How are you maximizing your employee supply chain? Share this… and share your story.

In additional news:

  • Last month, I asked you how to “make” it as a manager. Thank you to the many of you that contributed and congrats to Curt from Dallas TX on his $25 Amazon gift card! Be on the lookout for the summary and results in upcoming months! Thank you!


Are you too “big” to care… as a leader? 3 ways to help you reset… before someone does it for you

Are you too “big” to care… as a leader? 3 ways to help you reset… before someone does it for you

  • Have you been in your position for more than a year? More than 2? 10?
  • Do you have trouble remembering the last time you sat down with someone from your team and talked about something OTHER than the next project or task that is due?
  • Could you share 3 facts about each individual on your team – that is NOT work related?
  • Do you know what your employees want to do next in their job? For their careers?

Take a look… if you answered “yes” to more than one of these, you may have (knowingly or not) become too big to care as a leader. (Picture by Abbey Pansy)

Or… does this classify someone that you know? Someone… that you WORK for (or try to) on a daily basis? In one of the lowest points of my work career, I became “too big to care”. I focused more on what I needed to do to fix the overall problems – then on my team that could actually fix the problems.

It’s 2017. No time for lamenting where you are. Let’s move forward and get it done.

So how do we tackle our situation here? We now have managers that have potentially grown so big in their job that they have become comfortable, complacent, callous, careless, confused, or even just cranky … too big to care as a leader. Leaders have been recognized as those with the responsibility to lead others. Here is a few ways to help you (or a leader you know) get back to what’s important.

  • Have a real conversation. One that doesn’t include work. It can be difficult, and for some, it seems remote to talk about things other than work but don’t forget – they are people too. They aren’t just a number. You hired them because they added value to the company – at some level. What value can they add to you? Your team? What are their interests? Find a few ways to help them open up and the work may open up too.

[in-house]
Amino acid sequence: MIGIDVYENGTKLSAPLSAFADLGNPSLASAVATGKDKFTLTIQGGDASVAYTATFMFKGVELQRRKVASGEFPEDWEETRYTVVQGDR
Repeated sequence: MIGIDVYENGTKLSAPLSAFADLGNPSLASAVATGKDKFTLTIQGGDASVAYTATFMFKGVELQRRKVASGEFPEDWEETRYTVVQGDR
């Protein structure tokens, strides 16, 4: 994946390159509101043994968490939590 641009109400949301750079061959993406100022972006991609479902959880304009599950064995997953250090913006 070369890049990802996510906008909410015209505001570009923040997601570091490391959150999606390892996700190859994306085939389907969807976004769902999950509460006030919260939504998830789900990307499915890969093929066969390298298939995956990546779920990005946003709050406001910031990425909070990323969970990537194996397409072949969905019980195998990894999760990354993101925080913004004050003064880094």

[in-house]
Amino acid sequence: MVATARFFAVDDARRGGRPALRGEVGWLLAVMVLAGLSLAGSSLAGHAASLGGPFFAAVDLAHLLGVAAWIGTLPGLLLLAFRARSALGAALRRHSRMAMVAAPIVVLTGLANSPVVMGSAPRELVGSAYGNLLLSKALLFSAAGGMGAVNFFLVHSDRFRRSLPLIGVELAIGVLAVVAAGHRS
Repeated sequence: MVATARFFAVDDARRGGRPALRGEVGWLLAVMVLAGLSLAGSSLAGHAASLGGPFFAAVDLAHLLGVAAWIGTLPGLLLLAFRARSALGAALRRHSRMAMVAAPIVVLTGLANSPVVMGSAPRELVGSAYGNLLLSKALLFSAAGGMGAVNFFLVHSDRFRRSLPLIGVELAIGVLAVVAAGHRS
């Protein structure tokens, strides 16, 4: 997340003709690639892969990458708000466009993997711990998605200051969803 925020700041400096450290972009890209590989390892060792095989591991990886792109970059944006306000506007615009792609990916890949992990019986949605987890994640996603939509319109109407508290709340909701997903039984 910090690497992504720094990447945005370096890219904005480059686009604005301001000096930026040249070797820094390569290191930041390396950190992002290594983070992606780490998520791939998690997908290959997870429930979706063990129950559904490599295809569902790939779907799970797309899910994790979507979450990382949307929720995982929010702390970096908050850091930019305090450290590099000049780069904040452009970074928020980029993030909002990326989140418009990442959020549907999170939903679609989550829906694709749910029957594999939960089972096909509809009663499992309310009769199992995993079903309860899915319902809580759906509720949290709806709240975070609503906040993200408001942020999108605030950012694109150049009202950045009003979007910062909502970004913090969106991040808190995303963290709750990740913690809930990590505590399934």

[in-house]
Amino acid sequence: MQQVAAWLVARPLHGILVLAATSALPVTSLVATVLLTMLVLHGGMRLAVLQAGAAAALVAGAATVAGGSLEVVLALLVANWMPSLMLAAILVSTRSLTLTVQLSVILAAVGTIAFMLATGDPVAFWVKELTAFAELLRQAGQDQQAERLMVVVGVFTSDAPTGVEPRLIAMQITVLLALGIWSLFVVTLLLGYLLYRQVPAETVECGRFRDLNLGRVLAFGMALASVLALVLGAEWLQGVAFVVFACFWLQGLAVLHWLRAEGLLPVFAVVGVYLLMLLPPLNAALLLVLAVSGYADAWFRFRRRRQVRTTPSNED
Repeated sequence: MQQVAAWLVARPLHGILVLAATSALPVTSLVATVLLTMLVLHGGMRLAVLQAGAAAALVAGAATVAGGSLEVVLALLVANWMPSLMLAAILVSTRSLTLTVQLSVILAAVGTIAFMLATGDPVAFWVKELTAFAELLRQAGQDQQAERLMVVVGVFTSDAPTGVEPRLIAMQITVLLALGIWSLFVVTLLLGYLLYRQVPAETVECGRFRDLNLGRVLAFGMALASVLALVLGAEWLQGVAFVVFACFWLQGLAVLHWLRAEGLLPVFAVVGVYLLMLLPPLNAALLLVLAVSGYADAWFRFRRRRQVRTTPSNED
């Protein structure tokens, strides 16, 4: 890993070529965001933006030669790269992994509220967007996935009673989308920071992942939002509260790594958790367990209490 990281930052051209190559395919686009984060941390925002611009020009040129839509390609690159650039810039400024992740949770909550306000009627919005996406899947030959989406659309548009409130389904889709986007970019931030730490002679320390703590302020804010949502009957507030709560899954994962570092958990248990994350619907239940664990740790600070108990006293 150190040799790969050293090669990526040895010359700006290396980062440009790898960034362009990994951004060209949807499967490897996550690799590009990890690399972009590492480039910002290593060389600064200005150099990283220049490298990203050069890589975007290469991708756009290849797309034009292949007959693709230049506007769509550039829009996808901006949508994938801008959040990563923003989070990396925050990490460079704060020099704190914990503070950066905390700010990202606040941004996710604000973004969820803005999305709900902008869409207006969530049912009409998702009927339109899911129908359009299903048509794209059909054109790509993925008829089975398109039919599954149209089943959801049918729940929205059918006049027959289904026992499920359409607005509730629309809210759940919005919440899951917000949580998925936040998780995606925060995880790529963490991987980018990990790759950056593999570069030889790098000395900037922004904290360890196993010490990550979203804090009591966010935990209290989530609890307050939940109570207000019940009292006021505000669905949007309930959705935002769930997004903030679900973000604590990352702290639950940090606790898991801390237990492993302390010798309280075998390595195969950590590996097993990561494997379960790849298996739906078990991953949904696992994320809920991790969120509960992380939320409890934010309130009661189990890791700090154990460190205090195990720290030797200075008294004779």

• Find out what makes them tick. Really. Pop Quiz. What is the motivation style for each of your employees? Is it the carrot? Stick? Do they do their best work alone? With periodic checkups? Take a few minutes to find out. Ask them to complete the free assessment the Talent Engagement Zone (TEZ) or buy the book Strengths Finder – and talk about the results. How can you give them more of what they already have… and one? How can you build that into the goals and critical needs of your organization and team? Ask.
  • Share about what makes you tick. REALLY. It’s important to know the things that make your employees want to work harder – but your interests, strengths, and motivations are just as important.  Where do your interests and theirs align? Where do they want to go… that’s similar (or even parallel) to where you want to go? How can you go there together?

 It’s understandable that not everything will align. You may want to run the company, and an individual may just want to do a good job (and securely KEEP the good job). What doesn’t go together? How do you break the two up and resolve those differences? Sharing stories about yourself makes you a little vulnerable, but it also opens your employees to the REAL you… which will help them better understand and better relate to you. No one’s perfect, right? It’s ok to let them see it, too.

The year is young and the snow is still cold. Focus on your 10% and show you’re not too big to care.


2016 in Review: 15 reasons you are better (at work) now than you were in 2015 

2016 in Review: 15 reasons you are better (at work) now than you were in 2015 

It’s time for the Company Holiday Party, and figuring out how much you’re actually going to get done before the end of the year. For many, this time of year is when you look back on all of the successes, the failures, the ups and downs, the hires that came in that made you laugh and the fires that you were glad to see go (well, most of them). It’s the time to wind down – or wind up (if you’re in retail or anything remotely related to holiday shopping) and New Year’s Resolutions.


But… for many others – it may also be the time that makes you question “What am I doing here (in this job, department, company)? What did I even do this year?”

 You did. A lot. Run through this “I didn’t wait for anyone to get it done” checklist and see how many items you actually addressed in 2016.

  1. Saving your ass-ets at work
  1. Getting it done
  1. The Strengths you didn’t realize you weren’t using

Did more than you realized? Perception is reality – recency bias helps you forget about the things you did at the beginning (of the year) – so you more than likely did more than you realize.

What represents 2016 to you? Share your link or story below… the ones that resonate the most in the group will be mentioned in next month’s article!

Roadblocks and Dynamite: On initiative and why saying no may be hazardous to your health 

Roadblocks and Dynamite: On initiative and why saying no may be hazardous to your health 

Last month, we talked about the impact of a direct manager and leadership team can have on an individual (I fired my company!)….  over 60% of employees leave your organization because of the manager and 90% because of the leadership team in general.  Many of you responded with your own viewpoint, and continue to share on your personal experience.

However, leaving your job doesn’t happen overnight (well almost never) – and, for the most part, it may take a while for you to decide to pull the plug….